White America others people of color because it is afraid of becoming the other. The Trump Administration’s policy has mandated the separation of parents from their children.

I think about my own young kids being forcibly separated from me and placed in a tender age shelter where they are not permitted to be touched by an adult. I picture Henry having to change Elliot’s diaper because a caregiver cannot do it. I hear their cries for mama and daddy when I hear the devastated screams of the kids currently being detained alone.

Our immigration system has been in need of a vast overhaul for years, but this is my breaking point. This is not okay. This is not Christian.

Attorney General Jeff Sessions forgot to include the most important part of Romans 13 when he used the text to justify the separation policy – Romans 13:10, “Love does no harm to a neighbor. Therefore love is the fulfillment of the law.”

Love is what life is all about. God’s love for us and our love for others are vital to serving God’s will. Anything else is insufficient.

Micah 6:8 is probably my favorite verse…so much so that we named our firstborn Henry Micah because of it. It states, What does the Lord require of you? To do what is right, to love mercy, and to walk humbly with your God. Our government is wrong on immigration; they are acting in direct contradiction to the latter parts of this verse as well has God’s commandment to love.

We must demand they stop this atrocious practice. Donate to organizations actively helping the least fortunate – the ACLU, RAICES, and Lutheran Immigration and Refugee Service are great ones to consider. Contact your Representatives and Senators and demand change. Ask what they are actively doing to stop this practice. Ask follow up questions. Tell them you will continue to follow up on their action plans. Tell them these people matter because we love.

Because most of our ancestors were immigrants looking for a new and better life.

Because it is our duty to love our neighbor, no matter what.

Because we are commanded to treat them as if they are our loved one.

Because God loves us, no matter what.

My Mother’s Day Morning

Mother’s Day morning is…

Getting woken up by a newly turned 2 year old with a giant hug, followed by snuggles with a 5 year old.

Those two boys demanding breakfast for themselves because they are sooo hungry before I put my contacts in my eyes.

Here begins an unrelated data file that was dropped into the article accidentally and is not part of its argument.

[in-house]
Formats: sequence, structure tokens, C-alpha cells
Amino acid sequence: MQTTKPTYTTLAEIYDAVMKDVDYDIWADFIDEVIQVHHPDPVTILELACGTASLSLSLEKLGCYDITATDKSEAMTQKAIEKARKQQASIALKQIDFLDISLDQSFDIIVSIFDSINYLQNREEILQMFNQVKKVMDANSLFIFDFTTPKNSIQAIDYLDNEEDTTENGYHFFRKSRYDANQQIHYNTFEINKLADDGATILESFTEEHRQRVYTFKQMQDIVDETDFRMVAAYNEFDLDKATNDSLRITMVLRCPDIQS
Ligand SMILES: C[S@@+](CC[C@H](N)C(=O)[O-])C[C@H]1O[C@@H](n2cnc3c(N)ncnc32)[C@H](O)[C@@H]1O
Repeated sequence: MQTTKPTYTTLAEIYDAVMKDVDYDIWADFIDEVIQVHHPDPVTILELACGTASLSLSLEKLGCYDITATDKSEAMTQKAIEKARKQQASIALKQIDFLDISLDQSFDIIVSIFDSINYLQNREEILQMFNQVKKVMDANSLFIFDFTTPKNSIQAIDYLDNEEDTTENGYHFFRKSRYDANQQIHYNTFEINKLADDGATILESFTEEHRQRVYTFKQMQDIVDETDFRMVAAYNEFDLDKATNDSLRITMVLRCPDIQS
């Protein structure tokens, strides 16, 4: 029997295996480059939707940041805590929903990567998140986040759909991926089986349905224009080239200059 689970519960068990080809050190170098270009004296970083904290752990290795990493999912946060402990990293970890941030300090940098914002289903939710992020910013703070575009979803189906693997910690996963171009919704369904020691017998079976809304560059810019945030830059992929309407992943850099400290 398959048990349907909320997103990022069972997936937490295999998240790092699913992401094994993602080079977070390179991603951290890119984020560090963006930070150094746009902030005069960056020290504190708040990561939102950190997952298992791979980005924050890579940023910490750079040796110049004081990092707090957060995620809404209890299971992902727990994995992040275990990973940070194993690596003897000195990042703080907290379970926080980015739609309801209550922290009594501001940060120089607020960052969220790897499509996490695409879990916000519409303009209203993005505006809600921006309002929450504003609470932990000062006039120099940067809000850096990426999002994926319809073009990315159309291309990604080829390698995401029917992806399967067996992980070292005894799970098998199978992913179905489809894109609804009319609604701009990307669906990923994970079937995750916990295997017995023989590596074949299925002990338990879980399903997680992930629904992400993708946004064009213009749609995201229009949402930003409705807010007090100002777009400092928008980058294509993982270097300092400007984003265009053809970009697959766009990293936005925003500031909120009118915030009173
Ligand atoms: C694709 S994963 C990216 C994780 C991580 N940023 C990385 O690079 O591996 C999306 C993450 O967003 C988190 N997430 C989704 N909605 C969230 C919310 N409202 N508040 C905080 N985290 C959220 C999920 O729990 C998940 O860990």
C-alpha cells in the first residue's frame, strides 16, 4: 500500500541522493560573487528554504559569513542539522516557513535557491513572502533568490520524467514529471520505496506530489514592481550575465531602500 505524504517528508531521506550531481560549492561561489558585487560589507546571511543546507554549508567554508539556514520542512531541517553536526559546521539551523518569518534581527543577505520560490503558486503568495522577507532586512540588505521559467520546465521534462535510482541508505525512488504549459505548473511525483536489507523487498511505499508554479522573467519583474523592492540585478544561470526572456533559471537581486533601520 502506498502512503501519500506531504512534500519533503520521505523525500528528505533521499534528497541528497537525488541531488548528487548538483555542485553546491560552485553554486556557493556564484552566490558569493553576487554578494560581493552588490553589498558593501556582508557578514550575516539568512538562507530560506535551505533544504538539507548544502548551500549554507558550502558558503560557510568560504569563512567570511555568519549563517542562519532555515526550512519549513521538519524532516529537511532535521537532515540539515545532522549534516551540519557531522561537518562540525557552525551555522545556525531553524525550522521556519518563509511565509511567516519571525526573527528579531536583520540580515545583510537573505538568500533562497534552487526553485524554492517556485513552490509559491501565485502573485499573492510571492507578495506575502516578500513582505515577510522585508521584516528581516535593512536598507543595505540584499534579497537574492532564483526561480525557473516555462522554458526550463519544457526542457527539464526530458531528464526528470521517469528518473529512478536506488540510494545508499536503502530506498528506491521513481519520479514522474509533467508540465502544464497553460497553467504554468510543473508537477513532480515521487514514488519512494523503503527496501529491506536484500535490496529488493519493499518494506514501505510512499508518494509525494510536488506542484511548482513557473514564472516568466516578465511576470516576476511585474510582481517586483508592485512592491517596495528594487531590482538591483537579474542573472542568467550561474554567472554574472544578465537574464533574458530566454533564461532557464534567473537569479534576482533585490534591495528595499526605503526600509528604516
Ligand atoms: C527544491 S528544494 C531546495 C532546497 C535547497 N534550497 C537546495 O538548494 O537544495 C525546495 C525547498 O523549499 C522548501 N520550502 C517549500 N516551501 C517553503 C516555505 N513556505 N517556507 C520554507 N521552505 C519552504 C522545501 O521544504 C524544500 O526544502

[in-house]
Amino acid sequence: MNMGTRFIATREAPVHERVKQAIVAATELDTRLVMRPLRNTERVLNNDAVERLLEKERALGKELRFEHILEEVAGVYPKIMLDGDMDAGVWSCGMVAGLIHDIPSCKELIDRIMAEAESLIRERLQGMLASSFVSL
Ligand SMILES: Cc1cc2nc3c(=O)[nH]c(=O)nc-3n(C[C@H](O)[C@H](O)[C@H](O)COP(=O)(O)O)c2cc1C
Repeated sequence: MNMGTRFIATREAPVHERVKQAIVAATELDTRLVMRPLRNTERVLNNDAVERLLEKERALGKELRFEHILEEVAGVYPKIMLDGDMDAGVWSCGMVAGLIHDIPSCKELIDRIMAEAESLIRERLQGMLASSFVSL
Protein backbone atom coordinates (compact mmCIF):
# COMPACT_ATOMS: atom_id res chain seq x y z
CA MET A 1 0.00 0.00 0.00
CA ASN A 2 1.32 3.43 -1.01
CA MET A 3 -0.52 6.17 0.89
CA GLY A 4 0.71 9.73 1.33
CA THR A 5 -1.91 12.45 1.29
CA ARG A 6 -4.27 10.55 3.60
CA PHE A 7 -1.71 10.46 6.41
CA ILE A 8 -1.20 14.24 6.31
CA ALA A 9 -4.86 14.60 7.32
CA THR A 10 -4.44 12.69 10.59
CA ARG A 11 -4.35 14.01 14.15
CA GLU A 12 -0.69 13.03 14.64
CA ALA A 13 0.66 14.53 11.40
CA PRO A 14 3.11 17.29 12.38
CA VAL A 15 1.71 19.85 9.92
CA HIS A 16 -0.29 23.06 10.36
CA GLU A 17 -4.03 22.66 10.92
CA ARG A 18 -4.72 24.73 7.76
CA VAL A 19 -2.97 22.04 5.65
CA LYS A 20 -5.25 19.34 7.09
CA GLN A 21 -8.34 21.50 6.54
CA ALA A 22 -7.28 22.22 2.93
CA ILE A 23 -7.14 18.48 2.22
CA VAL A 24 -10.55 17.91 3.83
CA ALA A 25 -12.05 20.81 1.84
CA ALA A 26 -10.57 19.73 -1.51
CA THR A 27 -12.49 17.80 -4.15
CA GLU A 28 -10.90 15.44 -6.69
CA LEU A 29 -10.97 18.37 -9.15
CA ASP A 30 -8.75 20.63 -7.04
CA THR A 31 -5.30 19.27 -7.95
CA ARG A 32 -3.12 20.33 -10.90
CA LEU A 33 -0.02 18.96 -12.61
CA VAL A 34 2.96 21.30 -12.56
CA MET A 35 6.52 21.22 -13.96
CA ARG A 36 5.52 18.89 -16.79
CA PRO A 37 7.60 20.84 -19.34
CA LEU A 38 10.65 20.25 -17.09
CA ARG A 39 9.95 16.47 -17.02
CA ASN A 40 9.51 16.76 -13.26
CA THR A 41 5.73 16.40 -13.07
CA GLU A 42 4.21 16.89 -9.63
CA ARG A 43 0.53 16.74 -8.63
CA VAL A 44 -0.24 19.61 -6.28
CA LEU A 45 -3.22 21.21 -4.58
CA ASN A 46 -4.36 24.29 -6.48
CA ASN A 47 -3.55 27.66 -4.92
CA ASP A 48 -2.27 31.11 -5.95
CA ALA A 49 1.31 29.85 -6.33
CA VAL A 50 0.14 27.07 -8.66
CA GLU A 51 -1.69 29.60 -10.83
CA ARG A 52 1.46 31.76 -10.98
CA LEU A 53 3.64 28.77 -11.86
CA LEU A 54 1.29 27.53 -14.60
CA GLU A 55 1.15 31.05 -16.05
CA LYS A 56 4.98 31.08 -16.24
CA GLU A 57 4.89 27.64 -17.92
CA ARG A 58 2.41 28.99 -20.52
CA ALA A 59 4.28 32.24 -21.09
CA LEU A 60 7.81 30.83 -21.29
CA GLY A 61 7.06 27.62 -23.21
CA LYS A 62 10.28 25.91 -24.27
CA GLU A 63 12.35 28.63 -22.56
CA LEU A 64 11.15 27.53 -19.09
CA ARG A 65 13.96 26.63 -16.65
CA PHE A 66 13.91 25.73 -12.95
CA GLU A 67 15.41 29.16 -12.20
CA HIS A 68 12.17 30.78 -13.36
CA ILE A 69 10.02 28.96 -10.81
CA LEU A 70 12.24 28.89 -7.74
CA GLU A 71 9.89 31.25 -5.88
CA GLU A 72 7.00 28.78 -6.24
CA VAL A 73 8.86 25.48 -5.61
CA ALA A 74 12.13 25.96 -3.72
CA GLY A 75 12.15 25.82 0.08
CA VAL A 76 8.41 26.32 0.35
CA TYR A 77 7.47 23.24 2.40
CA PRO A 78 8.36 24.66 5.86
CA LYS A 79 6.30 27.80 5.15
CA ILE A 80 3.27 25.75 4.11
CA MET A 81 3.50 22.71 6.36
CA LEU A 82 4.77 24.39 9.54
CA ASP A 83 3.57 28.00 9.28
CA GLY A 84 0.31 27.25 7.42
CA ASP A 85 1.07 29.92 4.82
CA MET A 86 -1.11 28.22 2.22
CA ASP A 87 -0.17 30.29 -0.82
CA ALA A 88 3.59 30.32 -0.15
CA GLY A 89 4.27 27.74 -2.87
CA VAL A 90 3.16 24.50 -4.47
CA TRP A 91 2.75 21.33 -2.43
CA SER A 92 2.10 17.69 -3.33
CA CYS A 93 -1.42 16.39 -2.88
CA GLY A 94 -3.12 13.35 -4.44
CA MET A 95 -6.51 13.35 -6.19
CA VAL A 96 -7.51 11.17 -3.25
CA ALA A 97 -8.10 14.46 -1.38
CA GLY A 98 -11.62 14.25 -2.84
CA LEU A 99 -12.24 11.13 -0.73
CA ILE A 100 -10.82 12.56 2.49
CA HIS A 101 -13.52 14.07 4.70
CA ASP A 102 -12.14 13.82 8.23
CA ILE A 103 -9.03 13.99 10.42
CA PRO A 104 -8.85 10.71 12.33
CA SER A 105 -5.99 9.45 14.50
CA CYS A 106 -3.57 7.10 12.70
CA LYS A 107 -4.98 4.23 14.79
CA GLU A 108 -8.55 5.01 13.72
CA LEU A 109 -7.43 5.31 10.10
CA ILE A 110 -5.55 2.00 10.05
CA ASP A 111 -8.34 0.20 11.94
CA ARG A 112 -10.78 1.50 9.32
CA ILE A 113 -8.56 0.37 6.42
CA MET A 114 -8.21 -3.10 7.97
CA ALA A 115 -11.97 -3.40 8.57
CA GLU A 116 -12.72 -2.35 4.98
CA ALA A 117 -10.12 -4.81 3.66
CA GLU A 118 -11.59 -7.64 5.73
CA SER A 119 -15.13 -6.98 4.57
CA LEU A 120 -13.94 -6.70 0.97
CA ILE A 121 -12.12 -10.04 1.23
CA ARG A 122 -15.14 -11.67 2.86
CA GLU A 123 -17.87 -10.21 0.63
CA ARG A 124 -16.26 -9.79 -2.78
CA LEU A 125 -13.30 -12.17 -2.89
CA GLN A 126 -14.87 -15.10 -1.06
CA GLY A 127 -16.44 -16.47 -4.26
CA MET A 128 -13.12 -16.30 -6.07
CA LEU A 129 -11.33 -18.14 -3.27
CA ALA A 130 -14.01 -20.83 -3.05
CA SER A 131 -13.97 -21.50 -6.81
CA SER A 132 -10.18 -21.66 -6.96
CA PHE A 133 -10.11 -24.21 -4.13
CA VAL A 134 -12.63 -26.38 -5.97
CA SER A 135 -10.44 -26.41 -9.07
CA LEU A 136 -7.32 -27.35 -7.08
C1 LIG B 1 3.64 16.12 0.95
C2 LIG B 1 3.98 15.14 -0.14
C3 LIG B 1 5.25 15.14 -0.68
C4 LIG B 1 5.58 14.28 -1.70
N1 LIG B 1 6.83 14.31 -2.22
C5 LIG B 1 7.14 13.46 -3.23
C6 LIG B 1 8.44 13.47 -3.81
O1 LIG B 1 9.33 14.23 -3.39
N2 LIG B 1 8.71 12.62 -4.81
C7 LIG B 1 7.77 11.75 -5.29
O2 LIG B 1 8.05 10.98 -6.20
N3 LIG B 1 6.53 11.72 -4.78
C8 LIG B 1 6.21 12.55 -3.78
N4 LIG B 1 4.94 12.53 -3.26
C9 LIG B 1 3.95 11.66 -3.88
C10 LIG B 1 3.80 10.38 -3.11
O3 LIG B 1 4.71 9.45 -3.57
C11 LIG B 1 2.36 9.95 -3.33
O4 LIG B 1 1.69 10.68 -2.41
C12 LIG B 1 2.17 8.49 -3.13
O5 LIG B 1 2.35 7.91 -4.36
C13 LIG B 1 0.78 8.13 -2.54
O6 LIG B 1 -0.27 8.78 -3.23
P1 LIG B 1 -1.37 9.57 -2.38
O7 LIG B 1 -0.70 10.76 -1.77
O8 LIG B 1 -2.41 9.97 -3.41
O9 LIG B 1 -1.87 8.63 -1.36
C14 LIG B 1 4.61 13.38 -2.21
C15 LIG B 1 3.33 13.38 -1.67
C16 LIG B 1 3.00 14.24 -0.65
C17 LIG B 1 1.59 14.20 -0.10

Forgetting to make a birthday cake the night before (because one little is TWO) and throwing a boxed brownie mix in the oven the day of the birthday.

Trying to sit down and eat my own breakfast and having my littlest ask for bites.

Breaking up a zombie chase that ends in one brother getting a gigantic bump on his head after crashing into his high chair.

Getting up from breakfast every one to two minutes because someone needs something immediately.

Watching my boys play Legos together for several minutes in a row, allowing me to finish my breakfast even though it’s cold.

Buttoning 12 tiny buttons that small hands cannot yet do for themselves.

Putting on “Daniel Tiger’s Neighborhood” and “Wild Kratts” so I can shower in peace by myself and get ready for church.

Chugging most of my coffee on our car ride to church.

Being late to church.

Sitting with the kids at Children’s Time and watching them love on their Dad and friends.

Chasing a toddler around church and ending up in the nursery for the readings and message.

Wishing to worship as an adult without being responsible for two littles who are all consuming in everything.

Walking up for communion and having E dip his fingers in the baptismal font and do the sign of the cross on his forehead then mine.

Taking communion and asking forgiveness for being quick to anger and frustrated so often at things I cannot control.

Supervising a instrumental dance party to “I have the joy, joy, joy, joy down in my heart!”

Baptizing Fisher Price figures in Jesus’ name with the toddlers at Faithworks.

Taking a moment to breathe after Faithworks ends and I’m alone in the sanctuary.

Knowing that one day, when they are older, I will want to have my kids with me all day, but now I just want space.

Dreaming about how I can possibly spend the rest of my day alone, reading a book or napping.

Realizing that my boys love me too much to let that happen so I’ll have to settle for only a bit of solo time.

Needing all the hugs I can get from my boys because I love them entirely too much, no matter what.

Being a mama is complicated and exhausting, but my love for them is steadfast. Always.

Life Moves Pretty Fast – Do Better